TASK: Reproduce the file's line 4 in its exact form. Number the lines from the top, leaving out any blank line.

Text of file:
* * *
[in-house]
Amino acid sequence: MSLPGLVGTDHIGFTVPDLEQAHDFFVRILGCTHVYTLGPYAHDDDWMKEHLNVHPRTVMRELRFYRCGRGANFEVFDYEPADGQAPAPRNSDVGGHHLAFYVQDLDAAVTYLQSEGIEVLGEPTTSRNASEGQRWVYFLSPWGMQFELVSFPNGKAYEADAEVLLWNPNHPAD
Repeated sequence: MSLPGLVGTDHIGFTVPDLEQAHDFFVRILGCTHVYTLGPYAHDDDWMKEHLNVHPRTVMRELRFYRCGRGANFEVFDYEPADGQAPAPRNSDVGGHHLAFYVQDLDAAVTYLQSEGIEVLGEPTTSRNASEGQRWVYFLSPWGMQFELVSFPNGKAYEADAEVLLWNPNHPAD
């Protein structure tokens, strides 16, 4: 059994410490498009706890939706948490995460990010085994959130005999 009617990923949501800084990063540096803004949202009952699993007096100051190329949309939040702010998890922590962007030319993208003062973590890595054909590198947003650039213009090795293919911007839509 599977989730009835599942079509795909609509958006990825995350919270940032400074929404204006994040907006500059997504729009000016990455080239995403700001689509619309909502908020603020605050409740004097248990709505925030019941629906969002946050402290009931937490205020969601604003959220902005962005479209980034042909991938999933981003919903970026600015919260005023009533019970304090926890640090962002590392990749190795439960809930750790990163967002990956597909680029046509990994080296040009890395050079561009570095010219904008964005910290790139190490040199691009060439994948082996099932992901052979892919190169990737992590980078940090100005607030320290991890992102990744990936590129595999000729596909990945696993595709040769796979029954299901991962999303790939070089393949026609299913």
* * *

């Protein structure tokens, strides 16, 4: 059994410490498009706890939706948490995460990010085994959130005999 009617990923949501800084990063540096803004949202009952699993007096100051190329949309939040702010998890922590962007030319993208003062973590890595054909590198947003650039213009090795293919911007839509 599977989730009835599942079509795909609509958006990825995350919270940032400074929404204006994040907006500059997504729009000016990455080239995403700001689509619309909502908020603020605050409740004097248990709505925030019941629906969002946050402290009931937490205020969601604003959220902005962005479209980034042909991938999933981003919903970026600015919260005023009533019970304090926890640090962002590392990749190795439960809930750790990163967002990956597909680029046509990994080296040009890395050079561009570095010219904008964005910290790139190490040199691009060439994948082996099932992901052979892919190169990737992590980078940090100005607030320290991890992102990744990936590129595999000729596909990945696993595709040769796979029954299901991962999303790939070089393949026609299913």